A shiver went down my spine but the acquisition form was in front of me before I knew it. A great, golden, encrypted seal glowed at the top of the page – “Loidial Trade Commission: Licensed Retailer”.
At this point my brand of panic had changed colours and degrees so many times that I was mostly tired, and eager to get things over with. Aside from the usual details – name, address, existing pets, etc. – I was required to disclose family history of chronic rhinitis4, psychic aggression, phobias or other Class-A irrationality vectors, and any bestial sexual tendencies. I blinked at the last question. Then I blinked again, and saw that the salesperson was smiling fixedly at a spot to the left of my face; since this was painful for two beings at once it should be done twice as fast.
The moment I closed my Holographic User Interface (HUI) she was flicking the file over, to peruse it while (ever so discreetly) folding the bottom edge of the projection up and over the last few answers.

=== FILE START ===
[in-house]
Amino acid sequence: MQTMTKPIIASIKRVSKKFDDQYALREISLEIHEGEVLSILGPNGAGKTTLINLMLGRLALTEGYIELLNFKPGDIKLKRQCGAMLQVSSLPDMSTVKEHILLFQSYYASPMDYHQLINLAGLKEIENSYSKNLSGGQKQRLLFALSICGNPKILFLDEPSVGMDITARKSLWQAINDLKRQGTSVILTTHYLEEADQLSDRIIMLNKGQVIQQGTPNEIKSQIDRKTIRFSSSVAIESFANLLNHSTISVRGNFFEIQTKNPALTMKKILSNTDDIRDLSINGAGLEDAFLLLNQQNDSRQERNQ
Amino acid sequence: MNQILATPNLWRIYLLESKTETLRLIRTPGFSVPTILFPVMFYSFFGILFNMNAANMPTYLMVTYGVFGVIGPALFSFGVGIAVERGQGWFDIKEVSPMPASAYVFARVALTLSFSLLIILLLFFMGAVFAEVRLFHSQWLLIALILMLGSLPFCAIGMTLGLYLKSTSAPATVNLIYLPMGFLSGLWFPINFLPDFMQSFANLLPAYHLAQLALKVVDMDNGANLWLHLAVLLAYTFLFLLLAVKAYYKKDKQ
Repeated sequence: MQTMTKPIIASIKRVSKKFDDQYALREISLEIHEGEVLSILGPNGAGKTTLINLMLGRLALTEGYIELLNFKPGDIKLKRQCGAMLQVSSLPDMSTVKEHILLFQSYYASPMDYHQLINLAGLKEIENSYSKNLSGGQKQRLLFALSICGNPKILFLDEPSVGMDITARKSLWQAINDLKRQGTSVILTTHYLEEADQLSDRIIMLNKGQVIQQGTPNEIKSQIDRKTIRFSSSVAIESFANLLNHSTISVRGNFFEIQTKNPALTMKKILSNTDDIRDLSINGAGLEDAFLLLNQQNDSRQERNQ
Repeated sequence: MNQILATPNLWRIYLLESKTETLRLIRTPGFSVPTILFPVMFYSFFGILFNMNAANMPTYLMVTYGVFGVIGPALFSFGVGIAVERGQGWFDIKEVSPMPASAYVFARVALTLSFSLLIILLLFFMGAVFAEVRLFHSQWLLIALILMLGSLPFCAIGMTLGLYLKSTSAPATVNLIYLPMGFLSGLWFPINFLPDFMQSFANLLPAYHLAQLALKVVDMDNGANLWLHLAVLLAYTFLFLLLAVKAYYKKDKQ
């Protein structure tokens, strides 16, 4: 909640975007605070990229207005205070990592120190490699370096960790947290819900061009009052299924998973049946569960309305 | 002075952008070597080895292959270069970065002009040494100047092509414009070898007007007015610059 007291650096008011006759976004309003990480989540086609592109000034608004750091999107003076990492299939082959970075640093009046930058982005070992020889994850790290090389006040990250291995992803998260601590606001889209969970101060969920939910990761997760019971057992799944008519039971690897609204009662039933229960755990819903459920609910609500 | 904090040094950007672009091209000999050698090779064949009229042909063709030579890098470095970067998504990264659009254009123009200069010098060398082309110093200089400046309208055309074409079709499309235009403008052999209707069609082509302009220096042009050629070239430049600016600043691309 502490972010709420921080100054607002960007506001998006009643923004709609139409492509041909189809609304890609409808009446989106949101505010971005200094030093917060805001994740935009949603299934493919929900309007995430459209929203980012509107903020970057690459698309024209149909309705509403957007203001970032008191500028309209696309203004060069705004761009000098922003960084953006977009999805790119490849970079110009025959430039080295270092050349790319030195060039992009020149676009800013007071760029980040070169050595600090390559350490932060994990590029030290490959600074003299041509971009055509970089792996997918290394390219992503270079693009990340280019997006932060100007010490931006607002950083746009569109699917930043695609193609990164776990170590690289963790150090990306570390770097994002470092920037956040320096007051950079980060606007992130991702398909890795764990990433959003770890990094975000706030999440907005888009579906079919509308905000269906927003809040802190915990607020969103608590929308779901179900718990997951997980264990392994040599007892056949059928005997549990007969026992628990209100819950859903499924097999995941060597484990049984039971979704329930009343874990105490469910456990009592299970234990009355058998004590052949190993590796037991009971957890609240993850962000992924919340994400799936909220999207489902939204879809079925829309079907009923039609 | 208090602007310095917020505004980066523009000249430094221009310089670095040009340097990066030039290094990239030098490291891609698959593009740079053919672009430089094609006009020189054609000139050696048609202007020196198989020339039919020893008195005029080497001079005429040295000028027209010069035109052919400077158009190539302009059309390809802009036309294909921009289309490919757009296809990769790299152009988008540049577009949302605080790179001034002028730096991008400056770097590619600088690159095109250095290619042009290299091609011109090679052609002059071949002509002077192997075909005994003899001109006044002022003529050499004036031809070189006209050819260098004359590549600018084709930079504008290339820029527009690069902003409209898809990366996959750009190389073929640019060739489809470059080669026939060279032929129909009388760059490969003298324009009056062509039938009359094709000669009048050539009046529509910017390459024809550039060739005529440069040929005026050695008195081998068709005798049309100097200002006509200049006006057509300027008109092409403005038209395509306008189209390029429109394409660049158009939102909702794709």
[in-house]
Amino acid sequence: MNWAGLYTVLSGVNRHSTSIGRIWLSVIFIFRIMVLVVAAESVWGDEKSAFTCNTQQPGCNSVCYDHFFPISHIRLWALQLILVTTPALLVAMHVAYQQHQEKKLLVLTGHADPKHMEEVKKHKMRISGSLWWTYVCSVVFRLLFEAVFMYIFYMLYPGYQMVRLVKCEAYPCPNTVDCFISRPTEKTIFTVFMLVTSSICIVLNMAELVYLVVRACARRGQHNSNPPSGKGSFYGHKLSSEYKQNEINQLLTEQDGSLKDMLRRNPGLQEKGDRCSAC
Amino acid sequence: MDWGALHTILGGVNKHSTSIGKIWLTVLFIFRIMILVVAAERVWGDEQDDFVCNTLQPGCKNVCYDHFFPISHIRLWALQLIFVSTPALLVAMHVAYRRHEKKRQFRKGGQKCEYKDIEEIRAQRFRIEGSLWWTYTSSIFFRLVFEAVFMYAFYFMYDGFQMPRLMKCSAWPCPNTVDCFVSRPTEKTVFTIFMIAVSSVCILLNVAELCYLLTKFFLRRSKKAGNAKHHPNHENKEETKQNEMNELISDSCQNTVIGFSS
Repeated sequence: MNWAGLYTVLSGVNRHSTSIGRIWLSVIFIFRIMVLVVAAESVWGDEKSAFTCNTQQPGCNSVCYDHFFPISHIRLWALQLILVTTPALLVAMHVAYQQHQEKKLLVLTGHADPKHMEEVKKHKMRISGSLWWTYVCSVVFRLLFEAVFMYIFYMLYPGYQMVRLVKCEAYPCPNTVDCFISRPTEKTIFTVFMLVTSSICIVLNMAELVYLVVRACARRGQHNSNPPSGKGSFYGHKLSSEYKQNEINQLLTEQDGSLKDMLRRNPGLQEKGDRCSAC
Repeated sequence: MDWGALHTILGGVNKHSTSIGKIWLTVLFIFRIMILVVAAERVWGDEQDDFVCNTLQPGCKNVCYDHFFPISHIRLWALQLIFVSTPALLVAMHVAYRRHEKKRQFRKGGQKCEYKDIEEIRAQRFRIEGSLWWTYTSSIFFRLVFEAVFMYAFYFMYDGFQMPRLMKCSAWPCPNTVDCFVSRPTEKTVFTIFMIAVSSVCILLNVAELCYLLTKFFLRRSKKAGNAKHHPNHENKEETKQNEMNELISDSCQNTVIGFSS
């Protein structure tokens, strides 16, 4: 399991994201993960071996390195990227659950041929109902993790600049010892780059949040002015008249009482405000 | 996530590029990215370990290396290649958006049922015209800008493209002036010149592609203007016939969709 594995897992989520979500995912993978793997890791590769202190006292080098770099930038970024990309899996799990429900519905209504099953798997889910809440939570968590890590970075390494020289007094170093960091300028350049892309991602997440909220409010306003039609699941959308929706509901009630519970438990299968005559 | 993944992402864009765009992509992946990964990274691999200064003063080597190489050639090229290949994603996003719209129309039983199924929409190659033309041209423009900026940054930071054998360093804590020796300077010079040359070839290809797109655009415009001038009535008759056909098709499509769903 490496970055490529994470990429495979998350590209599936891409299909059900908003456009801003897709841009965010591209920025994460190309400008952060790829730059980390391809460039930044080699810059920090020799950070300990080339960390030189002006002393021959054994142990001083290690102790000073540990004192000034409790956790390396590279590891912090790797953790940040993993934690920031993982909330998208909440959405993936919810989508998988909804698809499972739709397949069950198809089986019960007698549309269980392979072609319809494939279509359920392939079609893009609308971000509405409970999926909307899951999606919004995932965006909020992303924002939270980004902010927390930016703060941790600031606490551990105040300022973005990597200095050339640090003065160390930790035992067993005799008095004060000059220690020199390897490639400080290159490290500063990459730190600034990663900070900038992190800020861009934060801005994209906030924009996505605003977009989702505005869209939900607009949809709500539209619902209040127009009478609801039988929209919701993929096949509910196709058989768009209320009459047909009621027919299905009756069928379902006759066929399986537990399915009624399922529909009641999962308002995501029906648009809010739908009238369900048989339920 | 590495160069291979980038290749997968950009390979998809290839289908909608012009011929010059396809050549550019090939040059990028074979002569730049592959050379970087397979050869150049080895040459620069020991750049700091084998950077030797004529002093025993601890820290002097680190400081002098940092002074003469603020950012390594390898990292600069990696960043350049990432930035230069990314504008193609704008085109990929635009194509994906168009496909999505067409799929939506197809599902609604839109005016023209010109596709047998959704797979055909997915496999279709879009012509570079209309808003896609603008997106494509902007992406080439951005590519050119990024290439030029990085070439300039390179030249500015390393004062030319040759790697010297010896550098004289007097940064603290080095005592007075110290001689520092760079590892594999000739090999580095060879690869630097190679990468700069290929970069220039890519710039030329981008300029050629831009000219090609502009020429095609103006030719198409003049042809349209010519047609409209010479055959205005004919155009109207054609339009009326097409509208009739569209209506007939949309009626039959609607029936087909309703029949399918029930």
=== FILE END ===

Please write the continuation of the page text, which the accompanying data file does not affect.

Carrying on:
“Lal – Lalantree… Why, you’re that cosine specialist!”
It felt very odd to be chuffed in this situation, which was self-imposed trial if anything ever was. “Ah,” I said stupidly, “yes, that’s me.”
I am never prepared on the rare occasions when strangers recognize me. In a Huniverse chock-full of dull work and musty pockets of mathematics, there are thousands upon thousands of local authorities each in their own niches, and if anyone has been paying attention to me among the masses I should probably be braced for an attempt on my life. Instead, I am eternally lax – except in the presence of old schoolfellows. They are an established threat to my social status and mental well-being.
Anyway, we looked at each other, I firm in the belief that she really ought to have had something to follow up her question, and after a too-long pause I said, “Is that everything?”
“Yes – no – the delivery –”
Then there was a lot of fumbling, so I got out as quickly as I could. But I shouldn’t have been in a hurry to get back, for when I arrived home it was not the same; the food dishes and bags of DANCB Protein Nibbles had been dropped in the front hall, and there was a subtle menace in the air.
1 According to the hobby-opiner Houlder Trigg, who enjoyed brief popularity two generations ago: “Neo-Galatic, the language which should have been!”
2A term first popularized by the meme of that name, experts are now resigned to its use in describing the parts of the universe colonized by humans.
3Domestic Animals’ Nourishment Control Board.
4Itchy nose. I had to look it up but really, that’s it.